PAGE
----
Brother’s gift of a kidney saved my life
Providing the priceless gift of life to his much loved brother was the only reward Barry Augood wanted.
He has been amply repaid for the selfless decision to donate a kidney to brother Trevor throughout the last 34 years.
Since the successful organ transplant in 1982 Barry has seen dad of two Trevor enjoy decades of health and happiness.
Their remarkable bond has strengthened over the years with both going on to share the joys of fatherhood.
Now Barry, from Happisburgh, is planning to get airborne for a skydive next month to raise funds for The National Kidney Foundation and promote organ donation.
Back in 1982, Trevor, 55, had been on dialysis for three years and undergone a failed transplant.
With time running out he agreed to see if his brother's kidney was a potential match.
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Trevor said: 'After the first transplant failed I nearly died, looked like a skeleton and was ready to give up.
'If I not received Barry's kidney I would not be alive at all.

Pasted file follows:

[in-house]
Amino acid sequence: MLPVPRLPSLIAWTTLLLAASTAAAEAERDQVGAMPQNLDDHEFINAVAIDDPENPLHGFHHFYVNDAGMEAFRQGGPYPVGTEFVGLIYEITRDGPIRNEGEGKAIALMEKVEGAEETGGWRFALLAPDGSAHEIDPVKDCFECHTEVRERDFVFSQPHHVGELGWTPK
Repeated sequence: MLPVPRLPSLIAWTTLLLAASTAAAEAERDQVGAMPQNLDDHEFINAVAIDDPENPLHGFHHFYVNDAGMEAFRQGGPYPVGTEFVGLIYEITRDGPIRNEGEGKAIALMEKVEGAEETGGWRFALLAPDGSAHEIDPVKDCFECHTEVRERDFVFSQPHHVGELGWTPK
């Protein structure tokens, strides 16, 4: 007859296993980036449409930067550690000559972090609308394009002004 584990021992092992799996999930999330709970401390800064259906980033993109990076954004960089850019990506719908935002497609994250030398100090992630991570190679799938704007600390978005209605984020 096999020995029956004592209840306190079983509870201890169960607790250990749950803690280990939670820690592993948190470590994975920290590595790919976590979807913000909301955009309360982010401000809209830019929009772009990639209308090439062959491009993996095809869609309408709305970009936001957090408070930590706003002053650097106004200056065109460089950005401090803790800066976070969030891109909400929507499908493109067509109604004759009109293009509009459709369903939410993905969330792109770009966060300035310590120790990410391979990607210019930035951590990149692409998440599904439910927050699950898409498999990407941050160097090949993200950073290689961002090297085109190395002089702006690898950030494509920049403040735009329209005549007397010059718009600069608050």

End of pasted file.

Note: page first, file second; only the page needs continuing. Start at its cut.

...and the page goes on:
'Thanks to my brother have I gone on to get married and have two lovely girls. He gave me a life, I am so grateful it is a debt I can never repay.'
Diagnosed with a twisted urethra as a child, Trevor had to undergo dialysis up to four times a week before having a kidney transplant. He was placed on a strict diet and limited to a pint of fluid a day.
At the time of the transplant Trevor, from Hellesdon near Norwich, was told it could provide another five years of quality life, but he is still in good health more than three decades later.
Reflecting on his decision to become a living donor Barry, 59, said: 'I was told that Trevor could expect five good years and was over the moon with that.
'Seeing the life he has got it is a powerful feeling knowing you have made that possible. Every time I see my brother makes it worthwhile and I have two lovely nieces Lucy and Sophie.'
The pair spoke about their special bond this week to highlight World Kidney Day.
Taking place today, the global event draws public attention to the importance of kidney health and assist patients with chronic kidney disease.
Barry hopes to raise £1,250 for The National Kidney Foundation taking part in the skydive at Beccles Airfield on April 17.
Pete Revell, head of fundraising at the National Kidney Federation, said: 'Currently there are over 7,000 people on the UK national transplant waiting list and, during the last financial year, over 1,300 people either died whilst on the waiting list or became too sick to receive a transplant.
'Barry is amazing, not only did he save his brother's life but now he is jumping out of a plane at 13,000 feet to raise money for other kidney patients.'
To sponsor Barry visit www.justgiving.com/Barry-Augood